John got better. He was discharged home by his very competent doctor. He was waiting for transport back to maximum security. He may have been an evil dick but he was orientated and with it times 3 normally. No confusion whatsoever.

But all of the sudden we heard him start screaming his head off "Help Help Help". Peggy and I legged it to his room.

"You goddamn bitches better get that motherfucker in black out of my room" says John.

"We don't see anyone in your room John so calm down and tell us what is happening. Are you feeling unwell? Are you have chest pain?" says I.

" NO i AIN'T GOT NO PAIN. Listen to me you fucking whores. That dude is standing right over there in the goddamn corner. He is wearing black and he is looking at me. GET HIM THE FUCK OUT OF MY ROOM." says John.

Peggy and I went through the motions of looking behind the curtains, in the bathroom etc. No dude in black was seen. John, however, thought he saw him and was getting really angry...fearful I think. We tried to reassure him as much as possible and stepped back in the doorway. He had denied any pain etc.

"Anna get the crash trolley" says Peggy quietly.

I couldn't believe what she just said. "He's fine, maybe he has developed an infection and he is confused. Why do you want the crash trolley?"...I giggled.

"Anna that man is seeing the angel of death, the bad one. Get the trolley and put the crash call out." says Peggy. She said this in a very serious tone she gave me a little shove in the direction of the crash trolley we use for resuscitation.

Now I am laughing at Peggy and saying "You are nuts..he's not gonna....

And as I was in mid sentence John's eyes went real wide and he collapsed in his bed. I may have been a newbie but I knew a sudden cardiac arrest as soon as I saw one.

Now I ran for the crash trolley. John did indeed pass away.


2. I looked after a lady named Jane once. She was about 96 and had supposedly been mostly non verbal and immobile following a stroke a year ago. Now she was in the hospital with something else and she was dying. I never heard her speak. One day I was walking by her room. I heard a weak female voice saying "Milly, Milly, come here my love how I missed you"! Hand over my heart I went into that room and she was sat on the end of her bed arms outstretched...a look of pure joy on her face. Her eyes looked like they were watching someone move about the room. I had never seen this woman move let alone speak so after my initial shock faded I asked her Milly was. She didn't answer. She just laid down on the bed and went back to sleep with a smile of contentment.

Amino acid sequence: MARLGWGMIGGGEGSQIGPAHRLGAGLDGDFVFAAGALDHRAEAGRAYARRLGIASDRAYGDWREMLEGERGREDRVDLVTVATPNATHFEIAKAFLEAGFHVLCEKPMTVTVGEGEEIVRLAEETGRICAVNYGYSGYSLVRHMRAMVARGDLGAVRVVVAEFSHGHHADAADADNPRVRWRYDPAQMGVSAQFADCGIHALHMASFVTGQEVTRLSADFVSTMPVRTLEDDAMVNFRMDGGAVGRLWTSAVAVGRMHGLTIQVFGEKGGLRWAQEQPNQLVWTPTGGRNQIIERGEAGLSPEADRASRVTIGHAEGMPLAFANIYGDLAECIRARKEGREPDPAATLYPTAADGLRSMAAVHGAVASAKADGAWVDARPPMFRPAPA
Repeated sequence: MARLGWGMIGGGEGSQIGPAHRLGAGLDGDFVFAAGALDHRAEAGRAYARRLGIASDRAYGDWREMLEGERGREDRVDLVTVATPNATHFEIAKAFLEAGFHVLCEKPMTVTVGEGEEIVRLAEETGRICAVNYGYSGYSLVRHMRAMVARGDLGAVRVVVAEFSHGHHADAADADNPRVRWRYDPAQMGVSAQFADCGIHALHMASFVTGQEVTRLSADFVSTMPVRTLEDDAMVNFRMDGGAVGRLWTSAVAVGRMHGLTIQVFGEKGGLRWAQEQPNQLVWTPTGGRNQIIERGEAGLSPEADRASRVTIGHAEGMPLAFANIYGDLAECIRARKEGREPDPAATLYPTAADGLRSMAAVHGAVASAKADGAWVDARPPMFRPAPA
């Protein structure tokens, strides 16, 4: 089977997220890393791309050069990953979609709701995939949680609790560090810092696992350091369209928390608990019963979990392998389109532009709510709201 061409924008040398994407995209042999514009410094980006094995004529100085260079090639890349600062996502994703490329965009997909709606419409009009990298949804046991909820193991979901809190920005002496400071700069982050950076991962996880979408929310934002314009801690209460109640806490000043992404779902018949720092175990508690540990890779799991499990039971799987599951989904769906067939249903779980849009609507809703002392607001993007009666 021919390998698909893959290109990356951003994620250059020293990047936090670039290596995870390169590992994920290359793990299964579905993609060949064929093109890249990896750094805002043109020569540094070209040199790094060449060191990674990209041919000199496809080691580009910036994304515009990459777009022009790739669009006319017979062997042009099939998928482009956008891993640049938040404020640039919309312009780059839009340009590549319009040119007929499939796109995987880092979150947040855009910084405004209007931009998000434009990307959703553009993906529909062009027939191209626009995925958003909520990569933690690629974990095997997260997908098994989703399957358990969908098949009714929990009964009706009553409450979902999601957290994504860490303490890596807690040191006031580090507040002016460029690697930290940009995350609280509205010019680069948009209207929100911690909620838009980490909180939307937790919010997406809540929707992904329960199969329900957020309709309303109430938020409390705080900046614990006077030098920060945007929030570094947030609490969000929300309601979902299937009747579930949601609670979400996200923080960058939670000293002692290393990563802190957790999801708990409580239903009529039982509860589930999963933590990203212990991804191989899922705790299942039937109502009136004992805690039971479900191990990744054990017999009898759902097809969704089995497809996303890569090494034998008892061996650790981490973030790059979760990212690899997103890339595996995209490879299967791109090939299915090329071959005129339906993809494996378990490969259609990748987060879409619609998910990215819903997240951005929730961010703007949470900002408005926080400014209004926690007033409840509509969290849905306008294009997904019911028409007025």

This happened a few more times and other nurses saw it. I never saw a look of such pure joy on any person's face. As Jane deteriorated, the Milly sightings increased. The medics didn't believe us. Finally I asked Jane's grandson who Milly was. He gave me a strange look and told me that Milly was Jane's little 2 year old daughter, the apple of her eye.

Milly was the only daughter after 4 sons. Milly died at age 2 when she fell out of a second story window while Jane wasn't paying attention. This was decades and decades ago. Jane never got over it and refused to speak about it. She blamed herself. The grandson was shocked that I even knew the name since Jane was no longer verbal. Hell even when she could talk she could not mention Milly without violently weeping.

This is when I started to get that maybe there is something out there that we cannot see. I do not believe that anyone ever dies alone. They come for them. As a nurse you soon realise that when a patient is dying it is like a family reunion of all their deceased loved ones around that bed. The closer they get to death..the more we the living seem like a fuzzy dream, and dad who died in 1930 seems like total reality as he stands over the bed with a smile and a reassuring wink.

On a number of occasions I have walked into a patient's room to see her smiling from ear to ear "My brother Paul who died in the big war was just here visiting me".

This kind of statement always perks my ears up and I take a close look at my patient because 9 times out of 10.......

Sometimes out of the corner of your eye you will kind of see or sense others in the room of an extremely sick patient. It's weird.

I was caring for a dying 87 year old woman not so long ago. She was dying in a really awful manner. The care assistant and I were changing her gown (haemoptysis and maleena). The patient was not really aware of us but my god, she was having a beautiful conversation with someone we couldn't see. I felt like I was intruding on a very emotive but happy family reunion. From what she was saying, it sounded like she was talking her to mother and auntie.

Of course of course...dying brains hallucinate and all that.

Some people claim that the wards are haunted. I have only ever seen things out of the corner of my eye and such. I walked out of the drug room and then walked back in quickly because I forgot a syringe. The room was tidy when I left it but 10 seconds later when I walked back the room every drawer was emptied onto the floor. The staff at that place were convinced it was haunted.

I took care of a little old man who used to pull my ponytail all the time and laugh. He died on my ward. Every time I walked past his bay for a few nights someone yanked on my ponytail.